Instead of hanging out at home during spring break April 11 – 15, five lucky Santa Clara Unified School District (SCUSD) students who participate in the Migrant Education Program (MEP) received scholarships to attend an iD Tech computer day camp held at Don Callejon Elementary School.
“The computer camp scholarships are really significant because our migrant students don’t usually have these types of opportunities. Their parents can’t afford camps, any kind of camp,” said Beatrice Martinez, MEP liaison for SCUSD (email@example.com).
SCUSD has about 250 MEP students, and Martinez knows them all. She visits their families to determine if they qualify for the MEP program, and she counsels and supports them year round. Also, she recommends students for the coveted camp scholarships. SCUSD is part of the MEP’s Santa Clara County Office of Education, Region 1 (www.mepregion1.org).
Children younger than 22 are eligible for the MEP program if parents, guardians or spouses–or even they themselves–are migrant workers or fishermen, and they have had to move and change schools or school districts within the preceding 36 months.
At iD Tech computer camp, the MEP students learned to program and solve engineering problems through designing computer games and building robots in a relaxed setting with tech-savvy young instructors recruited by iD Tech from around the country.
“I like it because I’m learning about robots, building a robot. It has a motor and you can program it through the computer,” said Fryda, a Peterson Middle School 7th grader attending the camp with her brother Johan, a Braly Elementary 4th grader. They have a computer at home, but it doesn’t work.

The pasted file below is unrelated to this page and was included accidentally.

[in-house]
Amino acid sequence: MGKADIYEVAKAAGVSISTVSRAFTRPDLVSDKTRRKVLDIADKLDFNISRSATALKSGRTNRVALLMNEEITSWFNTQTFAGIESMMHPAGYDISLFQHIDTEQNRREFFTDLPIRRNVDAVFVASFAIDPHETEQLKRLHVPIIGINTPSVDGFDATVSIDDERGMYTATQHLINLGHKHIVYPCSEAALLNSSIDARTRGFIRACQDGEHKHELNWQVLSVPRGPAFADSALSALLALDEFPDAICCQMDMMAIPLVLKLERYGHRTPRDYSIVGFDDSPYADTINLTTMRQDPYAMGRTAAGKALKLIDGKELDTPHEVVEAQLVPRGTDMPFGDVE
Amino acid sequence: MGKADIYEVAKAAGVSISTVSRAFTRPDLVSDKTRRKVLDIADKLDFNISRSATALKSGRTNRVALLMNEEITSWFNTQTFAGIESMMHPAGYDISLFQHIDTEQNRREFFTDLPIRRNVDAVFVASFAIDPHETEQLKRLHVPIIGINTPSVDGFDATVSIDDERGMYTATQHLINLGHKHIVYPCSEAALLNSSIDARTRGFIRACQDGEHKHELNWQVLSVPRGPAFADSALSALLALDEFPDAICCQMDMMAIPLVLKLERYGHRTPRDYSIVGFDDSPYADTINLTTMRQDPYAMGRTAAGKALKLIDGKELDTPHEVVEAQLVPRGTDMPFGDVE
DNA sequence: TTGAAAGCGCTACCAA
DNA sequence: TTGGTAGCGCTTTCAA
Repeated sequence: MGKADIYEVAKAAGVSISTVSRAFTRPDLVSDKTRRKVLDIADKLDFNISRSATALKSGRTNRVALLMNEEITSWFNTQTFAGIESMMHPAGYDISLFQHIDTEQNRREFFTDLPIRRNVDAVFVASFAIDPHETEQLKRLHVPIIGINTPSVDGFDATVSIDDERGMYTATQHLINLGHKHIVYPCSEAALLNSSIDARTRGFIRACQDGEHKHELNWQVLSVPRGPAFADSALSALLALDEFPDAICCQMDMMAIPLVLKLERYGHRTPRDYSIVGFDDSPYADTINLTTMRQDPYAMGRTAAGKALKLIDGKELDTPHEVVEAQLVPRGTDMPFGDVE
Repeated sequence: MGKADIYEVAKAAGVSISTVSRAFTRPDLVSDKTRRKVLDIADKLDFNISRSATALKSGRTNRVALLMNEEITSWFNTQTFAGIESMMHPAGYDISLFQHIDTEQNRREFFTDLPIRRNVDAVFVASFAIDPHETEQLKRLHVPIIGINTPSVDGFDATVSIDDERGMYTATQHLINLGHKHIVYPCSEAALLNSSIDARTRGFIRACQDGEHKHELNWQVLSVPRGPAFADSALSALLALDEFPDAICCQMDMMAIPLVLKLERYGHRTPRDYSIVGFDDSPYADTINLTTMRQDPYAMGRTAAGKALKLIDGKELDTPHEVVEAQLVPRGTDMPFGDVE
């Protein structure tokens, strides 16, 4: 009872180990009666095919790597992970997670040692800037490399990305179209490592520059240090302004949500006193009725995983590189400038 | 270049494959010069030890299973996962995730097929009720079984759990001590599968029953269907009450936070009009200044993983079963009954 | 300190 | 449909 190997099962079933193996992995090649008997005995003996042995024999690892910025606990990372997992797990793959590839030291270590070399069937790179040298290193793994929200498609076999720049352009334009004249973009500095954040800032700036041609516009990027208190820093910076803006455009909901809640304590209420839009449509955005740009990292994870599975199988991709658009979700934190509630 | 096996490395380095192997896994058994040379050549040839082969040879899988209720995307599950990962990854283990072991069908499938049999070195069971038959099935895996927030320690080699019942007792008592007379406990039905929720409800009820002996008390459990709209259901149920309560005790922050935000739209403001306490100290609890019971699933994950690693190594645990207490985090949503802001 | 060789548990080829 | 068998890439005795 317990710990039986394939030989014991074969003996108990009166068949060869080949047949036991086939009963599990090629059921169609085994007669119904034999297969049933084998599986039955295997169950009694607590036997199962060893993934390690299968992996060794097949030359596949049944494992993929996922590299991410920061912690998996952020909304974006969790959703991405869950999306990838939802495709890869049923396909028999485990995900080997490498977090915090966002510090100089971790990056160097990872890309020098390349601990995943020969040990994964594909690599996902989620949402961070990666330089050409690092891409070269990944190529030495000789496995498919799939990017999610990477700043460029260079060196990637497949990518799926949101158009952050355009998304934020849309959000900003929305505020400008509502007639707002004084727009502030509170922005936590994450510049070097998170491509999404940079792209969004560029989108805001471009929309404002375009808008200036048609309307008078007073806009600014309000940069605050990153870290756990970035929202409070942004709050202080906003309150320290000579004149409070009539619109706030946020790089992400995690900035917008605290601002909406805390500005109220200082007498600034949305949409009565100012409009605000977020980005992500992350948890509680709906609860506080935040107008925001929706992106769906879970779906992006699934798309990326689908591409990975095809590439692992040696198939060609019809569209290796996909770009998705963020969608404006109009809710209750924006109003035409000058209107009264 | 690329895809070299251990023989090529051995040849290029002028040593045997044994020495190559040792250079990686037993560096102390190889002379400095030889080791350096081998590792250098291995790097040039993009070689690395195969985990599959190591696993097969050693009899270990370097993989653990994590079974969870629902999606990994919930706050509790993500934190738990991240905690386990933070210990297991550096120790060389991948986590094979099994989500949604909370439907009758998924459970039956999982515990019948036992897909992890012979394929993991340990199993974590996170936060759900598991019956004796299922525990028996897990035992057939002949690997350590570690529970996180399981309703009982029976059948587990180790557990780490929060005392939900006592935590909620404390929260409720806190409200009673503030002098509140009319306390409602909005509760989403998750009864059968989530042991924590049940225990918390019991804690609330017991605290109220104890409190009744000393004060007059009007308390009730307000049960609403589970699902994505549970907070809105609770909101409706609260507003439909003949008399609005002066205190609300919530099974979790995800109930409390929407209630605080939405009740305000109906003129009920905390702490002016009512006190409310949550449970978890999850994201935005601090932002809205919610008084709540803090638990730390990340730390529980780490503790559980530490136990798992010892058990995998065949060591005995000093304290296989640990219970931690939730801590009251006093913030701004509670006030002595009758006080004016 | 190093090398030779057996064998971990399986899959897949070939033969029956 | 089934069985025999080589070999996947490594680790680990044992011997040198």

Miguel, a Peterson 8th grader, was “having fun” designing a computer game. His brother and sister–Jovany, a Peterson 7th grader, and Valerie, a Ponderosa Elementary 4th grader–were also at computer camp. Valerie was creating a “female superhero” who would “dodge asteroids coming from the sky to earth.” The family shares one computer at home.
The Migrant Education Program is authorized through the Elementary and Secondary Education Act of 1965, and was reauthorized in 2001 by the No Child Left Behind Act. The 2001 act requires states to close achievement gaps by giving all children access to high-quality education. The MEP, funded by federal grants to state educational agencies, establishes or improves existing education programs for migrant children.
“Over a decade, we have sent dozens of Migrant Education Program students to our [computer] camps,” said Karen Thurm Safran, iD Tech Vice President of Strategic Partnerships. “This is an opportunity the students may not otherwise have and helps them with studies and improves self-esteem. It gives them a glimpse into STEM (science, technology, engineering and mathematics) careers.”
Enrollment is now open for Santa Clara University summer tech camps managed by iD Tech, which will match one to one any $500 scholarship designated for an MEP student.
Individuals or organizations interested in sponsoring a student can contact Safran for information: firstname.lastname@example.org. Visit www.idtech.com or call 1-888-709-8324 for information about iD Tech camps, which are open to all students.